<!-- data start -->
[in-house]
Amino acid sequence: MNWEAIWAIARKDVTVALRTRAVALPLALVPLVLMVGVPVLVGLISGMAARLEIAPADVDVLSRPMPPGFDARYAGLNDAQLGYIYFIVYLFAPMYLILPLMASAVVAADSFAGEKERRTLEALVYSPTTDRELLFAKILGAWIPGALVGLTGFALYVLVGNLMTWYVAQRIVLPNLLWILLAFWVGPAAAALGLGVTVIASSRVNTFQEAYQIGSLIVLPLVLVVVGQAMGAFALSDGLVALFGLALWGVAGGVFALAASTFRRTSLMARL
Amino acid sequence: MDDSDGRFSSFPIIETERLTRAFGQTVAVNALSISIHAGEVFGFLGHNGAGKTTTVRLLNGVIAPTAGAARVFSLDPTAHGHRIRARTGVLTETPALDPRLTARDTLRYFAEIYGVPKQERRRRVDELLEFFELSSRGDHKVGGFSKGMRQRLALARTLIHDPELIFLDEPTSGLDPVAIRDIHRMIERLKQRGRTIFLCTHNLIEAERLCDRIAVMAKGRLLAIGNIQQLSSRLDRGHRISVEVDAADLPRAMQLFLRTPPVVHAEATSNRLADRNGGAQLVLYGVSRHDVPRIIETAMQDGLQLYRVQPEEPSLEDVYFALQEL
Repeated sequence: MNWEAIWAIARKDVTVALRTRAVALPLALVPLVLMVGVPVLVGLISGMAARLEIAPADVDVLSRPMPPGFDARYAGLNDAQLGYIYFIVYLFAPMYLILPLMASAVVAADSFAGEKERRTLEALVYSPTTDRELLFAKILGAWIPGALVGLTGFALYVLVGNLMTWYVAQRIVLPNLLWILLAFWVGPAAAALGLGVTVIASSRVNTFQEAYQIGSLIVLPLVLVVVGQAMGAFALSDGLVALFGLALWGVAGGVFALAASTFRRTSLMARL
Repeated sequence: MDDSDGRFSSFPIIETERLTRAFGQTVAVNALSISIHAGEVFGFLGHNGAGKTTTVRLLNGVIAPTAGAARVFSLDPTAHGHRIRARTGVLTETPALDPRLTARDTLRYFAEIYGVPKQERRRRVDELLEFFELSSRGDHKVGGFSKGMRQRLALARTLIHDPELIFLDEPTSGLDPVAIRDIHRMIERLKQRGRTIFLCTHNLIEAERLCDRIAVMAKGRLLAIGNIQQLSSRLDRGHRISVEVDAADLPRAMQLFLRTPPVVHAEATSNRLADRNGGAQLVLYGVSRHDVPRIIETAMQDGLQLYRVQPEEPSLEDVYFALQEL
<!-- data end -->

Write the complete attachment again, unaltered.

[in-house]
Amino acid sequence: MNWEAIWAIARKDVTVALRTRAVALPLALVPLVLMVGVPVLVGLISGMAARLEIAPADVDVLSRPMPPGFDARYAGLNDAQLGYIYFIVYLFAPMYLILPLMASAVVAADSFAGEKERRTLEALVYSPTTDRELLFAKILGAWIPGALVGLTGFALYVLVGNLMTWYVAQRIVLPNLLWILLAFWVGPAAAALGLGVTVIASSRVNTFQEAYQIGSLIVLPLVLVVVGQAMGAFALSDGLVALFGLALWGVAGGVFALAASTFRRTSLMARL
Amino acid sequence: MDDSDGRFSSFPIIETERLTRAFGQTVAVNALSISIHAGEVFGFLGHNGAGKTTTVRLLNGVIAPTAGAARVFSLDPTAHGHRIRARTGVLTETPALDPRLTARDTLRYFAEIYGVPKQERRRRVDELLEFFELSSRGDHKVGGFSKGMRQRLALARTLIHDPELIFLDEPTSGLDPVAIRDIHRMIERLKQRGRTIFLCTHNLIEAERLCDRIAVMAKGRLLAIGNIQQLSSRLDRGHRISVEVDAADLPRAMQLFLRTPPVVHAEATSNRLADRNGGAQLVLYGVSRHDVPRIIETAMQDGLQLYRVQPEEPSLEDVYFALQEL
Repeated sequence: MNWEAIWAIARKDVTVALRTRAVALPLALVPLVLMVGVPVLVGLISGMAARLEIAPADVDVLSRPMPPGFDARYAGLNDAQLGYIYFIVYLFAPMYLILPLMASAVVAADSFAGEKERRTLEALVYSPTTDRELLFAKILGAWIPGALVGLTGFALYVLVGNLMTWYVAQRIVLPNLLWILLAFWVGPAAAALGLGVTVIASSRVNTFQEAYQIGSLIVLPLVLVVVGQAMGAFALSDGLVALFGLALWGVAGGVFALAASTFRRTSLMARL
Repeated sequence: MDDSDGRFSSFPIIETERLTRAFGQTVAVNALSISIHAGEVFGFLGHNGAGKTTTVRLLNGVIAPTAGAARVFSLDPTAHGHRIRARTGVLTETPALDPRLTARDTLRYFAEIYGVPKQERRRRVDELLEFFELSSRGDHKVGGFSKGMRQRLALARTLIHDPELIFLDEPTSGLDPVAIRDIHRMIERLKQRGRTIFLCTHNLIEAERLCDRIAVMAKGRLLAIGNIQQLSSRLDRGHRISVEVDAADLPRAMQLFLRTPPVVHAEATSNRLADRNGGAQLVLYGVSRHDVPRIIETAMQDGLQLYRVQPEEPSLEDVYFALQEL